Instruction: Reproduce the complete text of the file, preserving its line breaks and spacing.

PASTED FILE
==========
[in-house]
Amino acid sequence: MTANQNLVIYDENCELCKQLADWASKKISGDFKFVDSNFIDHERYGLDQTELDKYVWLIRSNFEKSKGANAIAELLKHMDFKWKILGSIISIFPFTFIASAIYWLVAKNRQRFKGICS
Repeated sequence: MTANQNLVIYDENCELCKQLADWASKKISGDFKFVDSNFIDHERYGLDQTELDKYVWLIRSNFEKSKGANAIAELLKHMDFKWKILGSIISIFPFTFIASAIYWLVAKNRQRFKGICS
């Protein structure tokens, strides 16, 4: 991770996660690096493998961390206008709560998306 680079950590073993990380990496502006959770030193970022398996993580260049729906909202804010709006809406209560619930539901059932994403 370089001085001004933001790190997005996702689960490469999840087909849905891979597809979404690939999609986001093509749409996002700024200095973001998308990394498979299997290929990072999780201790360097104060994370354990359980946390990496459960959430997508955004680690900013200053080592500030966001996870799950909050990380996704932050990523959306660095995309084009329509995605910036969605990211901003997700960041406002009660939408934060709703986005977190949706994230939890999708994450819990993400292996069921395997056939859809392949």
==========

[in-house]
Amino acid sequence: MTANQNLVIYDENCELCKQLADWASKKISGDFKFVDSNFIDHERYGLDQTELDKYVWLIRSNFEKSKGANAIAELLKHMDFKWKILGSIISIFPFTFIASAIYWLVAKNRQRFKGICS
Repeated sequence: MTANQNLVIYDENCELCKQLADWASKKISGDFKFVDSNFIDHERYGLDQTELDKYVWLIRSNFEKSKGANAIAELLKHMDFKWKILGSIISIFPFTFIASAIYWLVAKNRQRFKGICS
């Protein structure tokens, strides 16, 4: 991770996660690096493998961390206008709560998306 680079950590073993990380990496502006959770030193970022398996993580260049729906909202804010709006809406209560619930539901059932994403 370089001085001004933001790190997005996702689960490469999840087909849905891979597809979404690939999609986001093509749409996002700024200095973001998308990394498979299997290929990072999780201790360097104060994370354990359980946390990496459960959430997508955004680690900013200053080592500030966001996870799950909050990380996704932050990523959306660095995309084009329509995605910036969605990211901003997700960041406002009660939408934060709703986005977190949706994230939890999708994450819990993400292996069921395997056939859809392949």